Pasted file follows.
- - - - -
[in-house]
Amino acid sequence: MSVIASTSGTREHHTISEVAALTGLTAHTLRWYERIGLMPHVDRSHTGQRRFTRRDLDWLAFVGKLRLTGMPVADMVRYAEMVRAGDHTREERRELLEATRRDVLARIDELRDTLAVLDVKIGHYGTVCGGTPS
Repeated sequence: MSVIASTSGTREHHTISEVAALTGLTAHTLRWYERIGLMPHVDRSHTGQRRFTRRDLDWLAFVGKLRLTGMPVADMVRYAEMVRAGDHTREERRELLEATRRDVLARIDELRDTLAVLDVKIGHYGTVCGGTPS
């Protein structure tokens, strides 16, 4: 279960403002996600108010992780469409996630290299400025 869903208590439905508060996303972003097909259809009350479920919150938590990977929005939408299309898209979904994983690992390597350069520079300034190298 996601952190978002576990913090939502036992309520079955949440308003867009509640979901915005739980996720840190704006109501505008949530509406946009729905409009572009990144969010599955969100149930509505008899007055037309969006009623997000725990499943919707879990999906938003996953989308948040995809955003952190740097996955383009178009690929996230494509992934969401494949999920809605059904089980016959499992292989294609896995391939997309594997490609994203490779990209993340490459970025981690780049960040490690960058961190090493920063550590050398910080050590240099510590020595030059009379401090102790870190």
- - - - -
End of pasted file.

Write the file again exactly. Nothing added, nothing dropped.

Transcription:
[in-house]
Amino acid sequence: MSVIASTSGTREHHTISEVAALTGLTAHTLRWYERIGLMPHVDRSHTGQRRFTRRDLDWLAFVGKLRLTGMPVADMVRYAEMVRAGDHTREERRELLEATRRDVLARIDELRDTLAVLDVKIGHYGTVCGGTPS
Repeated sequence: MSVIASTSGTREHHTISEVAALTGLTAHTLRWYERIGLMPHVDRSHTGQRRFTRRDLDWLAFVGKLRLTGMPVADMVRYAEMVRAGDHTREERRELLEATRRDVLARIDELRDTLAVLDVKIGHYGTVCGGTPS
């Protein structure tokens, strides 16, 4: 279960403002996600108010992780469409996630290299400025 869903208590439905508060996303972003097909259809009350479920919150938590990977929005939408299309898209979904994983690992390597350069520079300034190298 996601952190978002576990913090939502036992309520079955949440308003867009509640979901915005739980996720840190704006109501505008949530509406946009729905409009572009990144969010599955969100149930509505008899007055037309969006009623997000725990499943919707879990999906938003996953989308948040995809955003952190740097996955383009178009690929996230494509992934969401494949999920809605059904089980016959499992292989294609896995391939997309594997490609994203490779990209993340490459970025981690780049960040490690960058961190090493920063550590050398910080050590240099510590020595030059009379401090102790870190």